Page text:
Off-Chain Availability Problem¶
Everything comes at a price. While state channel improves scalability, it imposes an impractical “always online” responsibility on the users, as the off-chain states need to be available against malicious on-chain disputes. Additionally, state channel also introduces various usability hassles because the channel off-chain states can only make progress when all participants are available online to sign new states. These security and usability issues can be categorized as the off-chain availability problem, which is the major challenge of state channel applications.
What if I lost my off-chain state?¶
Unlike the blockchain where every node stores all the data, a state channel requires the users to be responsible for keeping their own off-chain state proof safe and available. This means if a client did not backup its off-chain state elsewhere and lost its local storage, then its fund security is at the channel peer’s mercy.
What if my peer maliciously disputes while I am offline?¶
If one party tries to settle the payment channel on a state that is old but more favorable for itself, the counterparty must be able to respond by submitting the latest state within the pre-agreed dispute time window in order to guarantee its fund safety. A longer dispute window may mitigate the problem by allowing a user to stay offline safely for a longer period of time, but cannot eliminate this fundamental and unacceptable burden for ordinary (mobile) users.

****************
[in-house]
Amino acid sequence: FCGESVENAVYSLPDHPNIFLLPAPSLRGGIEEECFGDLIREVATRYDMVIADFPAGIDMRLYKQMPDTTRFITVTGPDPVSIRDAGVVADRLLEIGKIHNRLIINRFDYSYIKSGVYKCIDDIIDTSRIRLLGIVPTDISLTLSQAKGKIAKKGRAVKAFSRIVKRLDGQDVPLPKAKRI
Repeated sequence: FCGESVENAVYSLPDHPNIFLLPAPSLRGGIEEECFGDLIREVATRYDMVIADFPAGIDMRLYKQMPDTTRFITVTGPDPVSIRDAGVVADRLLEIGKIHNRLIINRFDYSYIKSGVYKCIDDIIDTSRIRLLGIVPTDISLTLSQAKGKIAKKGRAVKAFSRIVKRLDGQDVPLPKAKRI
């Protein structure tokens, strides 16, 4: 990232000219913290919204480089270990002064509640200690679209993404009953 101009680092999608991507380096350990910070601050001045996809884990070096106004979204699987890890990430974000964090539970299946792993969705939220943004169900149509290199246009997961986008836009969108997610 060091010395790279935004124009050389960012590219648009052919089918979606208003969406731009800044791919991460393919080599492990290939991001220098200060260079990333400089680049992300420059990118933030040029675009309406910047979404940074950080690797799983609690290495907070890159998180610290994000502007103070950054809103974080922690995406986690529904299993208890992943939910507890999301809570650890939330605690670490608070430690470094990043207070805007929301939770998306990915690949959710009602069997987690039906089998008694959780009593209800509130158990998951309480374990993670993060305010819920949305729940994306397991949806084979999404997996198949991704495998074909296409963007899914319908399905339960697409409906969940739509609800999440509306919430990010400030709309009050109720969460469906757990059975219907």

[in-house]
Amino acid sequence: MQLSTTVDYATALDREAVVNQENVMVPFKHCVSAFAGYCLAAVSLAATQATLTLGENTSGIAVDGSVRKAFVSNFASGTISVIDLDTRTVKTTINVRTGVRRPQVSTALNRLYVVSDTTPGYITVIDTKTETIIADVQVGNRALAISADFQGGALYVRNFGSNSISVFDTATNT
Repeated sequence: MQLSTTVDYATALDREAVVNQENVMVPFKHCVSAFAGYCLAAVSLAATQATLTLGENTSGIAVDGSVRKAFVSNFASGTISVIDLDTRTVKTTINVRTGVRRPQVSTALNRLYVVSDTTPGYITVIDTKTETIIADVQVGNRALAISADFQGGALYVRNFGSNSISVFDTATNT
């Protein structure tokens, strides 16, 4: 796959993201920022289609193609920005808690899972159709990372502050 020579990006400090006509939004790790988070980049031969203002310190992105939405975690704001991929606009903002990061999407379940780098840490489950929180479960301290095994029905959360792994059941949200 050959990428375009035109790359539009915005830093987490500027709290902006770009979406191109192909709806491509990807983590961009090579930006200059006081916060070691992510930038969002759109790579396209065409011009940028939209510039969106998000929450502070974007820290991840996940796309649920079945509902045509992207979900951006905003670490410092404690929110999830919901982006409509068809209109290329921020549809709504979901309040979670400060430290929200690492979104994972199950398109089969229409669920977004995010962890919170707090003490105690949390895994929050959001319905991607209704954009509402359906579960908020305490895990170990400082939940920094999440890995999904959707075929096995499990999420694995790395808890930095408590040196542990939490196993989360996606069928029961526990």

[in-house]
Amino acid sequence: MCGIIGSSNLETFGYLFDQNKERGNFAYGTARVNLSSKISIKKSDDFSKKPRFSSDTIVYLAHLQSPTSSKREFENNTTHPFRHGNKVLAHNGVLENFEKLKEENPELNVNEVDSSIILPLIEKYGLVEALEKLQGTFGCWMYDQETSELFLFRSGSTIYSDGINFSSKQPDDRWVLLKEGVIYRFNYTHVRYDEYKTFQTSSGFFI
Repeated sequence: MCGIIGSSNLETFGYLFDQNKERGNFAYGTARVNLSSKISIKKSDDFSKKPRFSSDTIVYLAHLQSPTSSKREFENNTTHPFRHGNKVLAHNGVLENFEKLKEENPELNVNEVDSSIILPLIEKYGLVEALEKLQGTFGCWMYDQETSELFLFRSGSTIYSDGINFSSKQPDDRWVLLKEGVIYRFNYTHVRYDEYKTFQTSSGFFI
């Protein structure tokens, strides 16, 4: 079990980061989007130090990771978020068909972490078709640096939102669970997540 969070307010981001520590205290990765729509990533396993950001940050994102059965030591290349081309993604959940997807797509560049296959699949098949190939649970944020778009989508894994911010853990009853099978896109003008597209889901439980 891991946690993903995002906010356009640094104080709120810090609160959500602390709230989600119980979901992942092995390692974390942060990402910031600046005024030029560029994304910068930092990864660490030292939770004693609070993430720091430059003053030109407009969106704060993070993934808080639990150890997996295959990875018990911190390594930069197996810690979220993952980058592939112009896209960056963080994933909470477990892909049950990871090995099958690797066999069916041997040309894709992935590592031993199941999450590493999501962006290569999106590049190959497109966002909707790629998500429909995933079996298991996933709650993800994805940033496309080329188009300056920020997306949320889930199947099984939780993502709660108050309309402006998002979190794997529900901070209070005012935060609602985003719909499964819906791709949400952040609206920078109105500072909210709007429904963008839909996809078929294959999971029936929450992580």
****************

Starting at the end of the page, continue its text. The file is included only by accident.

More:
How do I send payments to someone who is offline?¶
Sending a payment through the blockchain is easy, which is just sending a request to alter the blockchain state. However, completing a payment through a state channel network has a much higher requirement: the receiver must be available online to sign the off-chain state. This is a huge usability burden for people who have used to how traditional mobile payments work nowadays.
How can I get rid of the need for on-chain game moves?¶
Playing an interactive state channel chess game is fast and fun until someone becomes unresponsive and the counterparty has to bring the game to the blockchain, after which players have to make the moves on-chain, which is often unbearably slow and expensive for most players. On-chain play has to be supported because the state channel protocols cannot tell who is really the “bad guy” responsible for the dispute.
A straightforward solution to solve all the problems above is to have the users connected to third-party services that are always online to continuously
- Backup users latest off-chain states.
- Watch on-chain dispute events and respond on behalf of offline users.
- Receive payments on behalf of offline users.
- Monitor and provide authentic proofs on app players’ off-chain actions.
These functionalities are not that complicated to be implemented as parts of a centralized service. However, this will break the promise of blockchain applications, since it implies a single point of trust or failure. Celer’s approach is to develop and promote a highly scalable, available, and secure decentralized platform to provide these services. Our solution is an efficient specialized sidechain called State Guardian Network (SGN), which we detail in the following sections.